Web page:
Heating water by using free energy from the sun has been taking place for thousands of years. In tropical areas, some homes use solar water heating - rather than typical hot water heaters - to heat water for household use. In some areas, a solar power hot water heater may be a necessity while in others, they're simply a good way to reduce a household's energy footprint.
Heating water with the sun can be done passively or actively. A passive system, which is mainly used in sunny equatorial regions, consists of a simple metal water container that's painted black and placed in a sunny spot on the roof.
During the hot afternoon, the water absorbs the solar heat and retains its heat well into the evening. Gravity is used to distribute it throughout the house for washing and bathing. At the end of the day, the tank is refilled to make it ready for the next day.
With an active system, a circulation pump (which requires electricity) pumps water through the system. The solar collector absorbs the sunlight and transfer the heat to the circulating water. The amount of the temperature increase depends upon the size of the installed solar collector and the speed at which the water flows through it.
Active solar power hot water heaters are common for heating swimming pools, radiant under-floor heating systems, and small room heaters that use a radiator. In some climates, it can provide most of the domestic hot water for a household.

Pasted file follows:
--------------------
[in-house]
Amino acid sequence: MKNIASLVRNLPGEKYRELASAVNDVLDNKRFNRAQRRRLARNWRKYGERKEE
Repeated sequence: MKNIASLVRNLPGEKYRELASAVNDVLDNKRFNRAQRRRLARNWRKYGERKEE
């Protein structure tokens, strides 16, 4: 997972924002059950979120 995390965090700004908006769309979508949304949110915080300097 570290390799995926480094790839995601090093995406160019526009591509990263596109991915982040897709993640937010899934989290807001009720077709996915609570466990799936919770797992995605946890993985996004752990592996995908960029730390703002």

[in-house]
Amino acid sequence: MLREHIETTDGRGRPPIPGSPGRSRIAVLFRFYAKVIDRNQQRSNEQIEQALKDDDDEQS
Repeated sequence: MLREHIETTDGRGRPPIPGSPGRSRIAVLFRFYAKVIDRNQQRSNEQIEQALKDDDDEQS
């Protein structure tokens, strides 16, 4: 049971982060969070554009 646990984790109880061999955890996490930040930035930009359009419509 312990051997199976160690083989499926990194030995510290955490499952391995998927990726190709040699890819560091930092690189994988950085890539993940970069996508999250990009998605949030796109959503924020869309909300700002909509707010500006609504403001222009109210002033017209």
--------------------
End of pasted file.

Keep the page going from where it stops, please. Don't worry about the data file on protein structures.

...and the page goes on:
Electricity generated from solar panels is very rarely used to heat water in an electric hot water tank. These systems have circuits and controllers that are too costly when compared with the direct heating of the water in a solar collector.
Simple systems have been used for thousands of years, before electricity was discovered.
Some countries require their citizens to save gas & electricity by heating water with the use of the sun. Countries like Israel, Zimbabwe and other sunny nations are using less imported fuel by requiring roof top water heating systems.
The systems are designed to meet a household's requirement with reasonably priced units. For North Americans, these units may not provide instant hot water but those nations have become accustomed to the lower convenience but higher energy savings.
To help save energy, these systems may be used together with an existing hot water system to preheat the incoming water. Less energy will be used to increase the warmed water to higher temperatures.
A solar power hot water heater may be more prevalent in a southern location but, if used with existing heaters, may help reduce our carbon footprint with minimal changes to our lifestyles.